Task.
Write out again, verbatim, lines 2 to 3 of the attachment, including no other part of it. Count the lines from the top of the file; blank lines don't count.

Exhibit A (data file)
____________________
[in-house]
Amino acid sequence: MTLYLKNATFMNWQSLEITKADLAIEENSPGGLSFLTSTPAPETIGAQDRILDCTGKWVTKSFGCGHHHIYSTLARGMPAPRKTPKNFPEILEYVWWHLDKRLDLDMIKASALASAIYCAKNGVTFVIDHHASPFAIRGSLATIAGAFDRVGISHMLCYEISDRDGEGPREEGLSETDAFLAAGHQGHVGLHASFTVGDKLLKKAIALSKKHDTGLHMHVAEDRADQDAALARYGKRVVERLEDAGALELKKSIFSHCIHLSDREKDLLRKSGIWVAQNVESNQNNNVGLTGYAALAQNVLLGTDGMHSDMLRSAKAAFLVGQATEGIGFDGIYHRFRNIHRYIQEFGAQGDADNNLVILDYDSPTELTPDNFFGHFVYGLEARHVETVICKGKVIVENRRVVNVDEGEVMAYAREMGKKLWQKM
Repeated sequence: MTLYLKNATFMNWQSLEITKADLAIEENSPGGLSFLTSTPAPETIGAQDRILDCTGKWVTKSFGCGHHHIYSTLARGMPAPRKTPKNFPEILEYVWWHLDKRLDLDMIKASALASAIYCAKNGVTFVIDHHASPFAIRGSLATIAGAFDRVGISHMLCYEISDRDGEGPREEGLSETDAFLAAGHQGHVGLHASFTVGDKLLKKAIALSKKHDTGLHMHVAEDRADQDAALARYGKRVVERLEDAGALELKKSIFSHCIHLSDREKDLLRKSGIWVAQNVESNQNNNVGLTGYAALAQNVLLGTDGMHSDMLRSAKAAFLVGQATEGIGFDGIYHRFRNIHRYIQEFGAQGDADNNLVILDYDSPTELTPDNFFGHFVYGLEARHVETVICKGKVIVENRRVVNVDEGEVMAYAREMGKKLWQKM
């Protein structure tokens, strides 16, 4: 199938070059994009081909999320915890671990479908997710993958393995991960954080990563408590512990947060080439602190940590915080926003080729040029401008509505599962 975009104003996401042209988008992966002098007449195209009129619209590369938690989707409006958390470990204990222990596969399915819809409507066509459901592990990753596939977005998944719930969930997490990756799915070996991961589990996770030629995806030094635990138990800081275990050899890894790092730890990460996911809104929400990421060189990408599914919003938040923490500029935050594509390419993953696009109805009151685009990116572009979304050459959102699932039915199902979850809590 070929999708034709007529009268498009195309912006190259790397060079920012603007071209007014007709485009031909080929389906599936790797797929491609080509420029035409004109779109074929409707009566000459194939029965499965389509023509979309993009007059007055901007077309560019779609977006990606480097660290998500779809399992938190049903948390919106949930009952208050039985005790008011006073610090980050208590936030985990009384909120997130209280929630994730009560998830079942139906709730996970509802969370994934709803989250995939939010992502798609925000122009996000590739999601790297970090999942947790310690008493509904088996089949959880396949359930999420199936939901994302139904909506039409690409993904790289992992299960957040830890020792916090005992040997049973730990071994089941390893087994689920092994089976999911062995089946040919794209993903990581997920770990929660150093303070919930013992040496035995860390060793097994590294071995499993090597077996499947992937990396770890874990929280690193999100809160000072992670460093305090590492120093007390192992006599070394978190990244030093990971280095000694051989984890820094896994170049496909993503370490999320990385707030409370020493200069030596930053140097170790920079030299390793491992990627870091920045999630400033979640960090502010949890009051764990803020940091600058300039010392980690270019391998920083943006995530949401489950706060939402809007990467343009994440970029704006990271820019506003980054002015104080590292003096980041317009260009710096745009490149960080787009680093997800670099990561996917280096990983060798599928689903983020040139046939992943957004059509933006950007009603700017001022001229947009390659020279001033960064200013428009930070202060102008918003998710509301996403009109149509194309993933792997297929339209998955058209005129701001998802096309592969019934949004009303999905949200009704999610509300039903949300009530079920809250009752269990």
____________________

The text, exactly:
Amino acid sequence: MTLYLKNATFMNWQSLEITKADLAIEENSPGGLSFLTSTPAPETIGAQDRILDCTGKWVTKSFGCGHHHIYSTLARGMPAPRKTPKNFPEILEYVWWHLDKRLDLDMIKASALASAIYCAKNGVTFVIDHHASPFAIRGSLATIAGAFDRVGISHMLCYEISDRDGEGPREEGLSETDAFLAAGHQGHVGLHASFTVGDKLLKKAIALSKKHDTGLHMHVAEDRADQDAALARYGKRVVERLEDAGALELKKSIFSHCIHLSDREKDLLRKSGIWVAQNVESNQNNNVGLTGYAALAQNVLLGTDGMHSDMLRSAKAAFLVGQATEGIGFDGIYHRFRNIHRYIQEFGAQGDADNNLVILDYDSPTELTPDNFFGHFVYGLEARHVETVICKGKVIVENRRVVNVDEGEVMAYAREMGKKLWQKM
Repeated sequence: MTLYLKNATFMNWQSLEITKADLAIEENSPGGLSFLTSTPAPETIGAQDRILDCTGKWVTKSFGCGHHHIYSTLARGMPAPRKTPKNFPEILEYVWWHLDKRLDLDMIKASALASAIYCAKNGVTFVIDHHASPFAIRGSLATIAGAFDRVGISHMLCYEISDRDGEGPREEGLSETDAFLAAGHQGHVGLHASFTVGDKLLKKAIALSKKHDTGLHMHVAEDRADQDAALARYGKRVVERLEDAGALELKKSIFSHCIHLSDREKDLLRKSGIWVAQNVESNQNNNVGLTGYAALAQNVLLGTDGMHSDMLRSAKAAFLVGQATEGIGFDGIYHRFRNIHRYIQEFGAQGDADNNLVILDYDSPTELTPDNFFGHFVYGLEARHVETVICKGKVIVENRRVVNVDEGEVMAYAREMGKKLWQKM